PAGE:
There’s a lot of psychological distress in adolescence as people are coming into their new roles as individuals. Conflicts are a key part of adolescence: conflicts within yourself, conflicts with peers, conflicts with parents. Conflicts with parents tend to be more frequent early in adolescence, and more intense as it progresses. Mood swings, too, are part of adolescence, to the point that if teens were adults, they might meet the clinical definition of being depressed. What do you think the source of this might be? How is it consistent with the theories of emotion that we’ve discussed? In general, we can attribute these changes to surges of hormones during adolescence. Being unfamiliar with their new physiological reactions, teenagers may be less able to regulate their emotions. And lastly, adolescents are known for their risk-taking. They seem to have no concept of death or mortality.
Moral development across the lifespan is very interesting. Kohlberg has developed these three phases of moral development, which seem like major milestones. My question to you is, how accurate are they at capturing our moral reasoning? Here, Kohlberg is not so much interested in what kinds of moral conclusions you come to (i.e., what is or is not morally acceptable), but in what kind of reasoning you use to arrive at that decision.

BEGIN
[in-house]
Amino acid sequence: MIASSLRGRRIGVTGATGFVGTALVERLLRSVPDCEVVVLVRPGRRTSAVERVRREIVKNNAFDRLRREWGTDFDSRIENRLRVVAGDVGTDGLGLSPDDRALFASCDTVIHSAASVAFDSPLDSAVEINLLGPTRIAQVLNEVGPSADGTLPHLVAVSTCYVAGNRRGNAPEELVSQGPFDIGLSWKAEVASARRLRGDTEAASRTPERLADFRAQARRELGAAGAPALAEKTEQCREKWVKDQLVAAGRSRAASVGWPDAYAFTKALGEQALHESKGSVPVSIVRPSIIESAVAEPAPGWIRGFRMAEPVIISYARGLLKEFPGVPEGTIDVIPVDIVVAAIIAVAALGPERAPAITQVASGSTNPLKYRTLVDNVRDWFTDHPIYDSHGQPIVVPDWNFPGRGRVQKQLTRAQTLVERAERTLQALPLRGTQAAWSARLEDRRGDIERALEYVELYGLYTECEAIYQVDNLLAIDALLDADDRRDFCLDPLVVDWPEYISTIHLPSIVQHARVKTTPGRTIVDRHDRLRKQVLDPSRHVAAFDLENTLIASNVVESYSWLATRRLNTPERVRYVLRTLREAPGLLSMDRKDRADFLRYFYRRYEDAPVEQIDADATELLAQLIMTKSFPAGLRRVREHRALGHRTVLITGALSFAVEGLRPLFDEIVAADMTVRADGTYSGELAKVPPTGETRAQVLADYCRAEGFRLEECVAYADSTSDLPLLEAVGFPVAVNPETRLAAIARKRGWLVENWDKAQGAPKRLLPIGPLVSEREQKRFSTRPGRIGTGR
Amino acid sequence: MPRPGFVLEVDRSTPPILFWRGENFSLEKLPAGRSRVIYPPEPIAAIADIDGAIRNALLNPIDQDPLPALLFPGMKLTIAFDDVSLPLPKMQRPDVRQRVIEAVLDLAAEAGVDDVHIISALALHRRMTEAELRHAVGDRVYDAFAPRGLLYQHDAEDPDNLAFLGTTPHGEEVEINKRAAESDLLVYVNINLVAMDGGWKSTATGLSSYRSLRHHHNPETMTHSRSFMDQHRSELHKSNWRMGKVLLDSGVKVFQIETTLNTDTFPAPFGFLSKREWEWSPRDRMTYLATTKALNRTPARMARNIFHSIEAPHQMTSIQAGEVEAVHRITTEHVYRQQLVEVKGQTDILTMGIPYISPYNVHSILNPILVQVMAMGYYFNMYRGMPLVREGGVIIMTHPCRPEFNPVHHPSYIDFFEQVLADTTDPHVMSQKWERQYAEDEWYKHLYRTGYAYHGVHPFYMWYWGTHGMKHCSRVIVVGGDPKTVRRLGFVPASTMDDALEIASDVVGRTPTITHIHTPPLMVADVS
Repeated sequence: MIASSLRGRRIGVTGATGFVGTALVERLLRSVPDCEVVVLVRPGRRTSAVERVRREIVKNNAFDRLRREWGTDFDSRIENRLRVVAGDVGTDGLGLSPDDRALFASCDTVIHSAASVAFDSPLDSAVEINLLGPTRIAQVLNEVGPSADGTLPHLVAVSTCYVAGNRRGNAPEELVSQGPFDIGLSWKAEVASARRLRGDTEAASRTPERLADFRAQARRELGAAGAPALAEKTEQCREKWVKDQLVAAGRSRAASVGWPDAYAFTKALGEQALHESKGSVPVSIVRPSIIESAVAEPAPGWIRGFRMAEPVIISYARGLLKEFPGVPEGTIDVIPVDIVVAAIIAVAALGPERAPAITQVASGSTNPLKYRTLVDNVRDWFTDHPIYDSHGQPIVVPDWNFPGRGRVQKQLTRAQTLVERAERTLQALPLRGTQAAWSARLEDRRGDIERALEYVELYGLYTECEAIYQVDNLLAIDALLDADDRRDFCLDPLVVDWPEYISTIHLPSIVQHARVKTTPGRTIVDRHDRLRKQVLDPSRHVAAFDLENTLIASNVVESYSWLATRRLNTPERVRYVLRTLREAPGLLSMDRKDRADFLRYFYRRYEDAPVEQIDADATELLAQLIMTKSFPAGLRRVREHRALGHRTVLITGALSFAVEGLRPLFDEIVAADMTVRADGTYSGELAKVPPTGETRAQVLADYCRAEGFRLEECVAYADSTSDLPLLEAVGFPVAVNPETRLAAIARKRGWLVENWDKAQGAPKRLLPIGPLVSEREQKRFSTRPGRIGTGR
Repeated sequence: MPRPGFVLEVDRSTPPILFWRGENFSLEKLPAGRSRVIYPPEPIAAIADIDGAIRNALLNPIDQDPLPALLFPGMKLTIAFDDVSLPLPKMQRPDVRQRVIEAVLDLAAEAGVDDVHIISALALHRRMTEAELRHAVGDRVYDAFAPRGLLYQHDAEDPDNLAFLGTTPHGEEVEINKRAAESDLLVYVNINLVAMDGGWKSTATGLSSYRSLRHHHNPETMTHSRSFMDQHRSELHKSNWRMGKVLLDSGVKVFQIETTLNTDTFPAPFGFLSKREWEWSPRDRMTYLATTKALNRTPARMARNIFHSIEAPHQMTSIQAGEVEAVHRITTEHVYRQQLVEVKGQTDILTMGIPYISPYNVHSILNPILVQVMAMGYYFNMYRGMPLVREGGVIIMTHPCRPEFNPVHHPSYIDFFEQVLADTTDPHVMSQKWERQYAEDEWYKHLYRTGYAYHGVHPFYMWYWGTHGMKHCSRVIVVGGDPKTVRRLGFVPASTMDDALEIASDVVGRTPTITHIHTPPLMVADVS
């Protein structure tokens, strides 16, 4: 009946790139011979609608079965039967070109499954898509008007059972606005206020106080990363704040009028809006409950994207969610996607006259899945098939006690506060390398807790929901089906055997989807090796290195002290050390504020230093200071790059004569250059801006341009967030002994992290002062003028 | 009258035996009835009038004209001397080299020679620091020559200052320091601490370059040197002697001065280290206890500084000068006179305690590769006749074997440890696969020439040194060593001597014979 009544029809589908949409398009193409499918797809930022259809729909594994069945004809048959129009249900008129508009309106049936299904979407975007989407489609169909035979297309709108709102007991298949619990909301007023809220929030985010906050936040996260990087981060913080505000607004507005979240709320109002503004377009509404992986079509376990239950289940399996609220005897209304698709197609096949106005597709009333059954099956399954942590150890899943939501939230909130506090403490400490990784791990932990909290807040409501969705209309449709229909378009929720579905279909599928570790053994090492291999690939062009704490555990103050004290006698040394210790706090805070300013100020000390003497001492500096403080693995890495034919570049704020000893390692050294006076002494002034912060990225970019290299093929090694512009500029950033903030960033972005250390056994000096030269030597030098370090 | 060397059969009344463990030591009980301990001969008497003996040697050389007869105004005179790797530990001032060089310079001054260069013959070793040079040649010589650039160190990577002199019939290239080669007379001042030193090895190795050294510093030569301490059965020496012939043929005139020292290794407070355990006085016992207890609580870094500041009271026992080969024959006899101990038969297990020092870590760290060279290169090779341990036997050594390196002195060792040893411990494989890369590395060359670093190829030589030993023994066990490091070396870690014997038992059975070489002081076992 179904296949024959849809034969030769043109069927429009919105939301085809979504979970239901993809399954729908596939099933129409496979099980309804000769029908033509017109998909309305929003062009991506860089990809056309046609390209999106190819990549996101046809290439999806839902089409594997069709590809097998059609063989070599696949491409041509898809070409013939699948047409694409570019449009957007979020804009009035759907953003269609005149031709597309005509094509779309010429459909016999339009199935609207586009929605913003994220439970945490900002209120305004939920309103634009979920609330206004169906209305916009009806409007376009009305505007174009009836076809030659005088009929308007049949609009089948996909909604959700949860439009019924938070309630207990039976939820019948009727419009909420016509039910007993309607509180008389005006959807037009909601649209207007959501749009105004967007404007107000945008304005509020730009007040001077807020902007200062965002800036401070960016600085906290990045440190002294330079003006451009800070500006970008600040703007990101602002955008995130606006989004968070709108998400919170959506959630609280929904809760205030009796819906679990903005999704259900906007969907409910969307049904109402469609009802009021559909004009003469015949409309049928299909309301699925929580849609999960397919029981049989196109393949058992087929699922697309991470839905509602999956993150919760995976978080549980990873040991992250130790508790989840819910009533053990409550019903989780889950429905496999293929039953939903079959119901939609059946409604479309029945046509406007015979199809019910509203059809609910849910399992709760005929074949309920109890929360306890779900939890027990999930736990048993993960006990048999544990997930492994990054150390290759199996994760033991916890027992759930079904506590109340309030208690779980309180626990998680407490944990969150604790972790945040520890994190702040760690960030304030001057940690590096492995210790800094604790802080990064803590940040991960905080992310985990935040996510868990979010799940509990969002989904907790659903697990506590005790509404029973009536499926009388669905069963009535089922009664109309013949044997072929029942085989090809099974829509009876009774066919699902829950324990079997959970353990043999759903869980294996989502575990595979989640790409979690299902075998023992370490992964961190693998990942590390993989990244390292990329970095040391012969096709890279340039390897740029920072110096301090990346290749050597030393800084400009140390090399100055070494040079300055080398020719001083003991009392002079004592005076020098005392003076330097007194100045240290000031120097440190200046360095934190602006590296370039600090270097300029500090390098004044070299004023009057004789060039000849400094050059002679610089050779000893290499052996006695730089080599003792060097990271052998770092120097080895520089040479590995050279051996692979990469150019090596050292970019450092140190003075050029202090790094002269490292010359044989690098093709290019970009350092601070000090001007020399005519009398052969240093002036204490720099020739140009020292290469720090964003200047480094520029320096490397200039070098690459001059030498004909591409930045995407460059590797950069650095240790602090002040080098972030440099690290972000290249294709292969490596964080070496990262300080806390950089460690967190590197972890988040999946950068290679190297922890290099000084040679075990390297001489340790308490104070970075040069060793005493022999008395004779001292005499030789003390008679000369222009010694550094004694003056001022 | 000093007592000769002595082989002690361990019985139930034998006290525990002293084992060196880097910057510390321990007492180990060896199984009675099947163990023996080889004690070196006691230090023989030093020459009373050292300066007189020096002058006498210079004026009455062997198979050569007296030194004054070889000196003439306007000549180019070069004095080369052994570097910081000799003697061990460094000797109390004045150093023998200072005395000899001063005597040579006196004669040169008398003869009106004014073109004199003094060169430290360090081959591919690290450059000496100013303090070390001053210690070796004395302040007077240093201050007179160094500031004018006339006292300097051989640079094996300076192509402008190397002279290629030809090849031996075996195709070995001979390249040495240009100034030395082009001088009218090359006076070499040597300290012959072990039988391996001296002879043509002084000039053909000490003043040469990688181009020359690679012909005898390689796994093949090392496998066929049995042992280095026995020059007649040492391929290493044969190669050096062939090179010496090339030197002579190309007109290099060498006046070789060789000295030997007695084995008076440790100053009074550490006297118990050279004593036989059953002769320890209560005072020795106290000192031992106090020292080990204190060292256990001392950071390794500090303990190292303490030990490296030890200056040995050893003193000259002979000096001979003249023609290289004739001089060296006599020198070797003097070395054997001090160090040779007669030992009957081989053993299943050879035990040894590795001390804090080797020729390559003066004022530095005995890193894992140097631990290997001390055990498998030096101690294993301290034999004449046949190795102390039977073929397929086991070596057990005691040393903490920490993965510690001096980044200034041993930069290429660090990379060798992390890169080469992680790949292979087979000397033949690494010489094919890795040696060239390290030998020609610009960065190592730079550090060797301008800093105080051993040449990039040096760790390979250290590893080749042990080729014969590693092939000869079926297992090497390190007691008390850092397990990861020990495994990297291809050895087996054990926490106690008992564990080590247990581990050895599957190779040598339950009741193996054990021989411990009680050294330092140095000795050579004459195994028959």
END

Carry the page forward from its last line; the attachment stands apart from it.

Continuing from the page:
The classic story is one of a man whose wife is dying of a rare disease. A pharmacist develops a medicine for it, but is selling it at an incredibly high price. The man asks all his friends but can’t quite scrape together enough money. He asks the pharmacist if he can buy it for less or let him pay him back later. The pharmacist refuses, and so the man breaks in and steals the medicine. Should he have done that?
› Sample Answer
The man probably understands the consequences of what he’s doing, but he’d rather save his wife. I’m not sure whether his stealing was moral, but I think most people would agree that what the pharmacist did was immoral, because he was valuing money above a human life.
It’s not about whether you think he should or shouldn’t have stolen the medicine, it’s how you reason about it. And Kohlberg identified what he thought were three levels of moral development depending on what kind of rationale you gave.